By Vito Echevarria | [url=http://www.CubaNews.com]http://www.CubaNews.com[/url]
During Cuba’s economic opening in the early 1990s, a multitude of European publications fawned over the island’s beautiful young women. Magazines began providing extensive coverage of the unspoiled beauties living not only in Havana, but in slower-paced provincial towns as well.
The ensuing tourism boom, with amateur fashion shows put together on short notice at various hotels and popular nightclubs like “1830” along Havana’s Malecon, simply reinforced the potential appeal that Cuban models would have overseas.
Sooner or later, someone was going to set up an agency specializing in such models.
Canadian businessman Dean Bornstein, who has extensive TV and film production ex-perience, runs The Havana Company, a multimedia production outlet with offices in Toronto and Havana.
Bornstein’s agency represents 75 Cuban models, some of whom have been able to get work overseas. His large crop of local beauties — ranging from blonde hair and blue-eyed types to dark and lovely Afro-Cubanas — are often willing to work for far less than their counterparts in New York, Paris and Milan. As he told Cigar Aficionado magazine last May, “the talent is all here, it’s just a question of packaging and marketing it.”
In the United States, the full-figured “Latin look” is now in vogue, thanks in part to Hispanic celebrity Jennifer Lopez. However, the embargo against Cuba precludes any possibility of Cuban beauties getting work with U.S. modeling agencies. That lack of competition from New York and Miami explains the success of Bornstein’s Canadian outfit.
Bornstein himself was unavailable for comment, though according to his company website, the firm conducts casting services for various Cuba-related projects including feature films, commercials, music videos, magazines, print advertising and fashion catalogs, as well as other film and print media.
The site also asserts that The Havana Company is in the process of setting up a database of Cuban actors and models, as well as musicians, athletes and extras for future projects that require them. As Bornstein told Cigar Aficionado, models lucky enough to land these assignments typically make around US$1,250 per day for a commercial fashion shoot, with an undisclosed amount going to the Cuban government.
Even for not-so-glamorous models, things aren’t so bad.
“You have very decent, very normal models in Cuba. You can pay them just $250 a day, said Christian Bengsch, owner of the German production company Take Me to Cuba.
“Their ‘connection’ gets a small cut of that money — the model keeps the rest.”
That ‘connection’ Bengsch refers to is an informal group of well-connected locals who use restaurants like La Maison in Havana’s Miramar district as a meeting point for models seeking work. Bengsch’s main Cuban modeling shoots were done for British and German catalogs.
“Last season, we did a big job with Mercedes-Benz,” he told CubaNews. “We had security. We had five or six models, top-notch. The [Mercedes] car for the assignment was flown to Cuba. A famous actor from Cuba was even involved.”
Although the fees paid by these agencies pale in comparison to the $10,000-plus per day fees common in New York or Paris, the money these models take home is still a fortune by Cuban standards — not to mention the international exposure and potential for more lucrative jobs, should they get visas to emigrate from Cuba.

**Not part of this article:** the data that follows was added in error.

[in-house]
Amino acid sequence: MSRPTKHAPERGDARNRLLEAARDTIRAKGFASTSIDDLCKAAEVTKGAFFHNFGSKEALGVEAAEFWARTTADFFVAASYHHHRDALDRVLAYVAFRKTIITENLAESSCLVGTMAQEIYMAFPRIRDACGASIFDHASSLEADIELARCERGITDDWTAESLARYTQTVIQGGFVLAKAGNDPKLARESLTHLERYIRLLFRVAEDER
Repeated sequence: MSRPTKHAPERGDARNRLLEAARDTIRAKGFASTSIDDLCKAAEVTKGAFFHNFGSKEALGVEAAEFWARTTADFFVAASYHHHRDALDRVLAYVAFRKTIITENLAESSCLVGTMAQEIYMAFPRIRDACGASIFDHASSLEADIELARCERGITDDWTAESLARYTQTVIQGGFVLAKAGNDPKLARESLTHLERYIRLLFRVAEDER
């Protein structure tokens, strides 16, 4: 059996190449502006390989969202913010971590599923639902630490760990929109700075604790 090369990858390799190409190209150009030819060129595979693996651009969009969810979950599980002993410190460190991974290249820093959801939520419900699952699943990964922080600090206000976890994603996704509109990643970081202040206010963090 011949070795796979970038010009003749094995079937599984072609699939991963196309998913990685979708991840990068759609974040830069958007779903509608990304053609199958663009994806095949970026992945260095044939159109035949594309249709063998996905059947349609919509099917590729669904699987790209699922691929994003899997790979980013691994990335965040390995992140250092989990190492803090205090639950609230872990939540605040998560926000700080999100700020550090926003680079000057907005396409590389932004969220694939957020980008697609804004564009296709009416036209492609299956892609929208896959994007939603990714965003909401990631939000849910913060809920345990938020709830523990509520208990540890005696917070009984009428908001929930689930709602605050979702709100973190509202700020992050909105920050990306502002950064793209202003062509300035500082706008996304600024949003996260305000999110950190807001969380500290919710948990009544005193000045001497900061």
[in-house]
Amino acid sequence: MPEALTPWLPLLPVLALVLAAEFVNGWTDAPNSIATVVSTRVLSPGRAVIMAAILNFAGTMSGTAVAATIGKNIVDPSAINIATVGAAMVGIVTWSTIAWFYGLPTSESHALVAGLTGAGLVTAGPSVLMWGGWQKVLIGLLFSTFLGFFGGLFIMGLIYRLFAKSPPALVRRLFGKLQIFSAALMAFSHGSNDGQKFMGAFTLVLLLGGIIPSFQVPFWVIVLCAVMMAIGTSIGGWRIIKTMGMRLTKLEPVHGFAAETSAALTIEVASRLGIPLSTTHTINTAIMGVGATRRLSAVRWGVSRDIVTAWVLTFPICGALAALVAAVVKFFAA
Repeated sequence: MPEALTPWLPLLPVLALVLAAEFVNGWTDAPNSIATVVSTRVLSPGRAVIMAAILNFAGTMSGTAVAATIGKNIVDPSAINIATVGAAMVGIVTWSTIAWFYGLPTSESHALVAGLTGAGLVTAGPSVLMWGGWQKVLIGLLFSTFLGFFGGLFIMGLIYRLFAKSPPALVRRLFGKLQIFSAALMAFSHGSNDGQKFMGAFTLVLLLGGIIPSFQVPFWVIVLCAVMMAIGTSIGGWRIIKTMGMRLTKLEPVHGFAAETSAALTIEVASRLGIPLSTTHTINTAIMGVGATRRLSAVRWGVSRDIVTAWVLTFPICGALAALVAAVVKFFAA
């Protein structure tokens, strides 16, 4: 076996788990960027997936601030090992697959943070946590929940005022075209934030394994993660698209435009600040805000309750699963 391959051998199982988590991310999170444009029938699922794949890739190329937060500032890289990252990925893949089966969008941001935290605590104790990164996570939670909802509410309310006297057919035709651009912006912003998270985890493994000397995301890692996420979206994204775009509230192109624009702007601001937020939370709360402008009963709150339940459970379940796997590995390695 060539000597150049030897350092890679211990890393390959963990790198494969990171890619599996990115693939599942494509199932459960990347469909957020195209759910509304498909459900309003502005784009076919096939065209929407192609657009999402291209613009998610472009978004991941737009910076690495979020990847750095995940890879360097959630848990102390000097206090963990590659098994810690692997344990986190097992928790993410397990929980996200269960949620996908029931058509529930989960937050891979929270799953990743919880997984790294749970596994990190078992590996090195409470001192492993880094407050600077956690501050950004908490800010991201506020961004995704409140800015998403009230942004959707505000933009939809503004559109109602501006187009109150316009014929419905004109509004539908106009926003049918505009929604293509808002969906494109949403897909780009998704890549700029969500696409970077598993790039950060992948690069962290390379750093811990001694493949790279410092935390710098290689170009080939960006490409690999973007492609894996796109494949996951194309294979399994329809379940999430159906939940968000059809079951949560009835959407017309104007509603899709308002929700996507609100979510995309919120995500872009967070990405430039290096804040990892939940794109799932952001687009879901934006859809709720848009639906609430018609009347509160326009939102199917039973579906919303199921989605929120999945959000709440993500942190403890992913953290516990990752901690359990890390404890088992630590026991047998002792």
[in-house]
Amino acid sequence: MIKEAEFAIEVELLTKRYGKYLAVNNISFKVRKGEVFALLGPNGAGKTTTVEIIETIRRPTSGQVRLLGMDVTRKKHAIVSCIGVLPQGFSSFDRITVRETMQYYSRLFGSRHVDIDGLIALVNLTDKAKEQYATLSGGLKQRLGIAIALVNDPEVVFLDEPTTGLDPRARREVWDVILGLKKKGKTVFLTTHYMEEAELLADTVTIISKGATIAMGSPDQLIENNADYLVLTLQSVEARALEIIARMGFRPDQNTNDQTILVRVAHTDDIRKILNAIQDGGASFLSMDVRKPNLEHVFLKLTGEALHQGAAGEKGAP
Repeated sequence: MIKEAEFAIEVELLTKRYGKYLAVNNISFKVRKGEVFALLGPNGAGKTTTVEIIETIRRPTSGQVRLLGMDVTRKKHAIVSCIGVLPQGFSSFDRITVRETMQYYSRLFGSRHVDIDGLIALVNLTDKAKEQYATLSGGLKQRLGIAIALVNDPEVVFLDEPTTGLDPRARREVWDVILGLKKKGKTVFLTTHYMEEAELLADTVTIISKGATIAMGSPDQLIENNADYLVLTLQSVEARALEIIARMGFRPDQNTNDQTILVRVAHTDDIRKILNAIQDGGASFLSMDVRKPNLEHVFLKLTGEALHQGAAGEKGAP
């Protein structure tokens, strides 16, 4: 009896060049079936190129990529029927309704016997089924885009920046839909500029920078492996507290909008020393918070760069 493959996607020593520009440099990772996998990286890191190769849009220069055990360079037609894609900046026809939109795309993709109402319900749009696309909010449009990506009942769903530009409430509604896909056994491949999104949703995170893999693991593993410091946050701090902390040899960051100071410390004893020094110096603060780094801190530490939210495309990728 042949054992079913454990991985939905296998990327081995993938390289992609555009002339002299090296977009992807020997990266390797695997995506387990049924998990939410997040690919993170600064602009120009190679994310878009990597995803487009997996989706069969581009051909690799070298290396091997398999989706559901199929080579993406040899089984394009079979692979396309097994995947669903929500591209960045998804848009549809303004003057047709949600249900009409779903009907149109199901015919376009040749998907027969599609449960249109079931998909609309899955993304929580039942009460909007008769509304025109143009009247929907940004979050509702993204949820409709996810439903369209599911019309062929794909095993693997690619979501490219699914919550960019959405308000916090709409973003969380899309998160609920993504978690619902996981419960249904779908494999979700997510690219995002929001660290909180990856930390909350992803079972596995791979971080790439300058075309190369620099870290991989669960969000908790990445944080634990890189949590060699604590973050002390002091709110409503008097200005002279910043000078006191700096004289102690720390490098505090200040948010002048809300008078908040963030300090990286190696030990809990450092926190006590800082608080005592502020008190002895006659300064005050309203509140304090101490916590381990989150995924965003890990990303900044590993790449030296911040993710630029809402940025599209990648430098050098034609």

As Bornstein said, the appreciation these models have for gaining such prestigious work influences the conspicuous absence of “prima donna” attitudes prevalent among U.S. and European models — a welcome change for talent scouts in search of new faces.
Bornstein’s website notes an interesting summary of modeling assignments and TV ads previously done in Cuba with Cuban fashion models. These include Omo detergent (for Danish TV), Nescafe (for Australian TV) and Axe body spray (for French TV).
Print ads shot in Cuba have appeared in Vogue, Elle, Marie Claire, Petra and Allegra magazines, and Spain’s Vanguardia newspaper, as well as catalogs for the Madrid department store chain El Corte Ingles.
Besides The Havana Company, a modeling agency called Habanatopia is now being formed. Founder Romulo Sans, a Spaniard, told CubaNews in a recent e-mail that he does not want to provide details for the time being.
As dynamic and catchy as it may sound for such modeling outfits to go to Havana and scout out attractive new faces on the cheap, there are some big negatives. These include bureaucratic red tape, a lack of infrastructure (which complicates production crews’ ability to process film and equipment) and the ever-present “police-state” environment.
These and other problems cut into tight deadlines, which are often not respected in Havana.
One prominent Italian photographer, Fabio Fasolini of Milan’s Studio FP, has worked with 20 to 30 Cuban models over the years.
Fasolini told CubaNews he’s found himself having to work around the island’s stifling police presence. “When I had problems with the Cuban government, I solved these situations alone,” said the photographer, who’s done shoots in Cuba for cosmetics maker Lancome and various European magazines.
Indeed, the local police usually suspects prostitution or other illicit activities when beautiful Cuban women are seen publicly with foreign men.
While photographers like Fasolini and modeling agencies have to grapple with local conditions in Cuba, the best hope for up-and-coming Cuban models is to travel to Europe to pursue their dreams.
Jean-Luc Brunel, owner of Paris-based Karin Models, did some photo shoots of Cuban models in the 1990s. He said that Europe is now the only alternative for these girls, due to restrictions stemming from the U.S. embargo against Cuba.
“They cannot come to the U.S. on a work permit,” he said. “America is 50% of Karin’s business. “Even for those who can go to America, the whole process is very long.”